A New Reality Settles in for Teachers in Central Los Angeles
Yesterday, Bard MAT faculty and graduate students joined two different emergency meetings called by educators at Heart of Los Angeles (HOLA), our community partner where we mentor college-bound high school students. The teachers, students, and families that gathered are primarily first and second generation Central American immigrants, the refugee legacy of several brutal wars and the economic backbone of our city, with varying levels of documentation, deferred action childhood arrival statutes, and most concerning, citizenship designations that distinguish children from their mothers and fathers. These students who, prior to this week, bounced into after-school programming with typical teenage awkwardness and quotidian concerns, have been struck by debilitating anxieties, asking: “Is there anything we can do when they come for our parents? Will we be able to see relatives after the wall is built? Who should we call when we are threatened or beat up? Should we continue writing our application to college?”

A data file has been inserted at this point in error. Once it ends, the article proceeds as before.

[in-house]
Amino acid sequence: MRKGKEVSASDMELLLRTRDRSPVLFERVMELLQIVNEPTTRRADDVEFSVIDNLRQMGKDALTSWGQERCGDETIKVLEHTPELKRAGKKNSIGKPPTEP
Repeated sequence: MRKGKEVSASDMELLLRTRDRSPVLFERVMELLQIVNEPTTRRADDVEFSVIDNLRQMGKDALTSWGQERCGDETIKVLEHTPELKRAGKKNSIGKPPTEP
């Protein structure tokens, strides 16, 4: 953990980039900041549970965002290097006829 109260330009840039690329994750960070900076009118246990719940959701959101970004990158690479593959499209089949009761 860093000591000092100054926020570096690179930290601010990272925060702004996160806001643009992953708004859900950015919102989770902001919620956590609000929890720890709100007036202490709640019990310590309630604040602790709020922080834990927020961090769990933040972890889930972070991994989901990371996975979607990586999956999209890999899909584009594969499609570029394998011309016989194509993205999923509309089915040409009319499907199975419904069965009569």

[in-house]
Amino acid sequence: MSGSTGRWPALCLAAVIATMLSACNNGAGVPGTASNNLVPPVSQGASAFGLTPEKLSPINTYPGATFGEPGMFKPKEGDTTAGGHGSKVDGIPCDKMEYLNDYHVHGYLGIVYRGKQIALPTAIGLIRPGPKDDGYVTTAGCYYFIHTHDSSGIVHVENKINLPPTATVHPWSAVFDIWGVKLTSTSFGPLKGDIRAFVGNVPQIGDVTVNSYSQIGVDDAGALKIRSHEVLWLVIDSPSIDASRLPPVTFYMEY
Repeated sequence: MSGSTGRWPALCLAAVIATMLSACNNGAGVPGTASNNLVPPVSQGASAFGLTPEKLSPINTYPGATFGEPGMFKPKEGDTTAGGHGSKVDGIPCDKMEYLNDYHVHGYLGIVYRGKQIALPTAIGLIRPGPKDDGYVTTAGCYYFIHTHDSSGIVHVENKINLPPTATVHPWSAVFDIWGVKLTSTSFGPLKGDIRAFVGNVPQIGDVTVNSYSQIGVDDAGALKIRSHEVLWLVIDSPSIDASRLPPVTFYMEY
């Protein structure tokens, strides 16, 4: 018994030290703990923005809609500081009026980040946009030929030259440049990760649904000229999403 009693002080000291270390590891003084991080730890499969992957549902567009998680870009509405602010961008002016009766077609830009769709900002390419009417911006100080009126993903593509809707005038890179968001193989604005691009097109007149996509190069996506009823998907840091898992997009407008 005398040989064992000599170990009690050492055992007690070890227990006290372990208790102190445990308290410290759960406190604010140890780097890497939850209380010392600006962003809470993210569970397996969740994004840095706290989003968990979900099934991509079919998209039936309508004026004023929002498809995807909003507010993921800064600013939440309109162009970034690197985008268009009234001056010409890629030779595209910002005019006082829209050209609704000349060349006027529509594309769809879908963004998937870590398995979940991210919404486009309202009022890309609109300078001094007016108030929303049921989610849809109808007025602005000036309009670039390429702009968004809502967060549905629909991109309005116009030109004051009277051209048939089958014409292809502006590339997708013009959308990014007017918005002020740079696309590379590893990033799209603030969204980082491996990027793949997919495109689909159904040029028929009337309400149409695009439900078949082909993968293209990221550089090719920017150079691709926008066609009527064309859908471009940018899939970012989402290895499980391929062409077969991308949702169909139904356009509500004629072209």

It is difficult to convey, without understating the devastating impact of this election on real families in our neighborhoods, how remarkably equipped the progressive, Latino education community in LA is for this moment. At a time when surprise and shock define a post-election media narrative, our work with HOLA continues to show us how small educational communities, staffed by expert local educators, have been responding to subtler forms of xenophobia for decades. This is a defining moment for students across Los Angeles and our graduate students are humbled and fortunate to be learning from such brilliant and visionary educators.
Bard MAT is grappling with difficult questions in this evolving but urgent new context and we are considering how best to respond institutionally. In the meantime, our faculty and graduate students remain committed to defending the rights of every student to quality public schools, teachers who uphold their dignity, caring after-school communities, and equitable affordable college education.
– Stephen Mucher, Ph.D.